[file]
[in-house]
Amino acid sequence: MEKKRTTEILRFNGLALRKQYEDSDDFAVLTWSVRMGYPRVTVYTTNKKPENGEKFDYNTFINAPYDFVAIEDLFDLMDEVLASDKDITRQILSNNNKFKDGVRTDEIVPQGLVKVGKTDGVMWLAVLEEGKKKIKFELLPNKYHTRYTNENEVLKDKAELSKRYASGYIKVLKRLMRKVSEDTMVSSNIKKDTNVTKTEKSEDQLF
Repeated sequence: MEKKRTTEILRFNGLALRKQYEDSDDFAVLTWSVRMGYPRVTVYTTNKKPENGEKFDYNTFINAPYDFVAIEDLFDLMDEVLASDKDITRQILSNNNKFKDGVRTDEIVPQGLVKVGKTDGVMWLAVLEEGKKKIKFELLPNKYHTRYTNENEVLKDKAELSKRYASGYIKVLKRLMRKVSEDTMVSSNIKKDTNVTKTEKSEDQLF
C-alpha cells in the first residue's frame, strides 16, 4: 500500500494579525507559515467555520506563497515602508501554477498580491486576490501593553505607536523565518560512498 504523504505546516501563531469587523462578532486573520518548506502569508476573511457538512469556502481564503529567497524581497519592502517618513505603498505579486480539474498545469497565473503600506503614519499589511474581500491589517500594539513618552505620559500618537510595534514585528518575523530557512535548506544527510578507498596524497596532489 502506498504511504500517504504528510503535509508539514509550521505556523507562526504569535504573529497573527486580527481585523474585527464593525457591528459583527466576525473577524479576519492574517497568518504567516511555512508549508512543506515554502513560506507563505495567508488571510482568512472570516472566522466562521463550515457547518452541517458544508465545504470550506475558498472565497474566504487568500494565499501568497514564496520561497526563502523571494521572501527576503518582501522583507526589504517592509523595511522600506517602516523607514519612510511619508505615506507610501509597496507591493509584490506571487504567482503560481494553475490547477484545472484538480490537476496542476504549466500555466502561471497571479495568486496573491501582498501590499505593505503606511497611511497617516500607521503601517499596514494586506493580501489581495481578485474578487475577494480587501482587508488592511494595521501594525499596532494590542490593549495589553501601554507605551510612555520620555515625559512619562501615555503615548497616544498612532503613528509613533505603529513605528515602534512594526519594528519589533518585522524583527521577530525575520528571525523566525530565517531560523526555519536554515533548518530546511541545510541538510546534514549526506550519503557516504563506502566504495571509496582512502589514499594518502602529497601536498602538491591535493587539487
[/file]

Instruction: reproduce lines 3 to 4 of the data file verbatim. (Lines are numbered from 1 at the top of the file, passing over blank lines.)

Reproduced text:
Repeated sequence: MEKKRTTEILRFNGLALRKQYEDSDDFAVLTWSVRMGYPRVTVYTTNKKPENGEKFDYNTFINAPYDFVAIEDLFDLMDEVLASDKDITRQILSNNNKFKDGVRTDEIVPQGLVKVGKTDGVMWLAVLEEGKKKIKFELLPNKYHTRYTNENEVLKDKAELSKRYASGYIKVLKRLMRKVSEDTMVSSNIKKDTNVTKTEKSEDQLF
C-alpha cells in the first residue's frame, strides 16, 4: 500500500494579525507559515467555520506563497515602508501554477498580491486576490501593553505607536523565518560512498 504523504505546516501563531469587523462578532486573520518548506502569508476573511457538512469556502481564503529567497524581497519592502517618513505603498505579486480539474498545469497565473503600506503614519499589511474581500491589517500594539513618552505620559500618537510595534514585528518575523530557512535548506544527510578507498596524497596532489 502506498504511504500517504504528510503535509508539514509550521505556523507562526504569535504573529497573527486580527481585523474585527464593525457591528459583527466576525473577524479576519492574517497568518504567516511555512508549508512543506515554502513560506507563505495567508488571510482568512472570516472566522466562521463550515457547518452541517458544508465545504470550506475558498472565497474566504487568500494565499501568497514564496520561497526563502523571494521572501527576503518582501522583507526589504517592509523595511522600506517602516523607514519612510511619508505615506507610501509597496507591493509584490506571487504567482503560481494553475490547477484545472484538480490537476496542476504549466500555466502561471497571479495568486496573491501582498501590499505593505503606511497611511497617516500607521503601517499596514494586506493580501489581495481578485474578487475577494480587501482587508488592511494595521501594525499596532494590542490593549495589553501601554507605551510612555520620555515625559512619562501615555503615548497616544498612532503613528509613533505603529513605528515602534512594526519594528519589533518585522524583527521577530525575520528571525523566525530565517531560523526555519536554515533548518530546511541545510541538510546534514549526506550519503557516504563506502566504495571509496582512502589514499594518502602529497601536498602538491591535493587539487